The Terrible Beauty of Freedom

Nobody tells you how terrifying it is to leave a psychiatric clinic. They tell you how much good it will do to go there, how comfortable and safe it is in there, how intensive the treatment you receive will be there. Making the decision to go is terrifying, because you finally have admit to yourself what you’ve been trying to avoid: you need help. But not a single person tells you that coming out of there will be almost as difficult as going in.

It took me three months to get to the point where I admitted this was something I had to do. During that time shit got rough, and increasingly so. I didn’t want to deal with any of it anymore. The clinic was so safe and sheltered. Physically and mentally you’re being cared for by a team of people who learn your name within a day. I hated having to go to classes with names like Life Skills and Coping Skills, but I was given very little choice. I hated it even more when I had to admit that those activities and everything else in the clinic had a positive impact on my well-being, that I had gained something valuable from them even if I couldn’t put a name to it.

Clinic wristband

Then I slowly came to the realisation that when I left that place I had to go back to everything I had left behind, everything that brought me there in the first place. Outside the clinic, nothing had changed, and I knew this very well. So what would be different this time? The answer, which dawned on me some time after the dilemma presented itself, is that I am the only variable in this situation. Well, me and my medication, which is an internal mechanism and therefore I guess still me. I had to make it work, because the world out there was still just as fucked as it was when I left it. The knowledge that you are going back into a place that drove you to your lowest, most extreme point, that brought out the worst of you, and that above all is inevitable and inescapable, is unnerving to the point of petrification. I almost decided to stay in the clinic.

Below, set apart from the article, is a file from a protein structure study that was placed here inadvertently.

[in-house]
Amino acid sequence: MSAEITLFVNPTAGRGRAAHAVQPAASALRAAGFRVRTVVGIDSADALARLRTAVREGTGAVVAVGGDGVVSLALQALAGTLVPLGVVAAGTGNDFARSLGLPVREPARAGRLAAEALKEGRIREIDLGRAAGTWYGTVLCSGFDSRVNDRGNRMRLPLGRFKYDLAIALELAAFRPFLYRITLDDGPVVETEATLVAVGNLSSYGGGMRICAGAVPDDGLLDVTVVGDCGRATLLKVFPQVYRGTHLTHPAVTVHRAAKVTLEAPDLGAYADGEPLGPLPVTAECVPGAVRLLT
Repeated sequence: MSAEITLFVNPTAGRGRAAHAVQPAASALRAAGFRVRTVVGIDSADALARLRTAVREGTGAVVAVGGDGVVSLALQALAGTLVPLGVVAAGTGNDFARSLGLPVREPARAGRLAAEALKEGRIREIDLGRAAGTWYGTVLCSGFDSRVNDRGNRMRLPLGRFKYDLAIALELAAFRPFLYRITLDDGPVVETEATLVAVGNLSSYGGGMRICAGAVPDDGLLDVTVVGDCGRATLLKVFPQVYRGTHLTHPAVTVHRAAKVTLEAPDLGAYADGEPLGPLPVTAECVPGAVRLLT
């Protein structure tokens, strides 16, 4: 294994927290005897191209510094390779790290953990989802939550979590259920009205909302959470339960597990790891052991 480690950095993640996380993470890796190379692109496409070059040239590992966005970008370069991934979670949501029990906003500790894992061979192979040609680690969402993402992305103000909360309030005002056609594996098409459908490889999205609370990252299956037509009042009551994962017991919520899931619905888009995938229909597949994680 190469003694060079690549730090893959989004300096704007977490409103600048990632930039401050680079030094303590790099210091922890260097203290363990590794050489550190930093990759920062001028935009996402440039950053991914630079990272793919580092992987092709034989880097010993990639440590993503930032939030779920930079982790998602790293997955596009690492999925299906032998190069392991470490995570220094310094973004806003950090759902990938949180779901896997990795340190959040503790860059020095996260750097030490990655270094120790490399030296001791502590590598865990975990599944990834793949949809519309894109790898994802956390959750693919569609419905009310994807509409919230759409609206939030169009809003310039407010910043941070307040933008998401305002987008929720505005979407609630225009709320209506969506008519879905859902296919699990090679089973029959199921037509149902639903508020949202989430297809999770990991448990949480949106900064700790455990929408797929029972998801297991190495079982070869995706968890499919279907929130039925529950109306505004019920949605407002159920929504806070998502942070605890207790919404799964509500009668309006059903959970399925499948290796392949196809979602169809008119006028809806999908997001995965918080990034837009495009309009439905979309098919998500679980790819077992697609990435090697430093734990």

My first outing was simple. On the way home we stopped at a grocery store to buy veggies for dinner. My heart was beating a million times per minute. I didn’t see the products on the shelves. Everything looked the same. I trembled when I had to pay. For the next few days I hid away and saw very few people. Only on the 5th day did I manage to go out in public again. I made it quick because I was still shaking when I had to interact with people. It wasn’t just that I was afraid of them, although I won’t lie and say that I wasn’t and am not, but also that I was afraid of what they would and wouldn’t ask me. I didn’t know what my answers would be. I still don’t.

Spending time in a psychiatric clinic has had one unexpected upside: I now know who the people are that really, truly care, and I am surprised at how many there are. In some cases I was even surprised by who did and did not show up. Being out here is terrifying. These people keep me in the game, not because they want something from me, but because they want me, simply put. As scary and as painful as this life is, they make it worth it, and without them I wouldn’t be able to do it. I’m slowly finding ways to make it work, and leaving behind what doesn’t.

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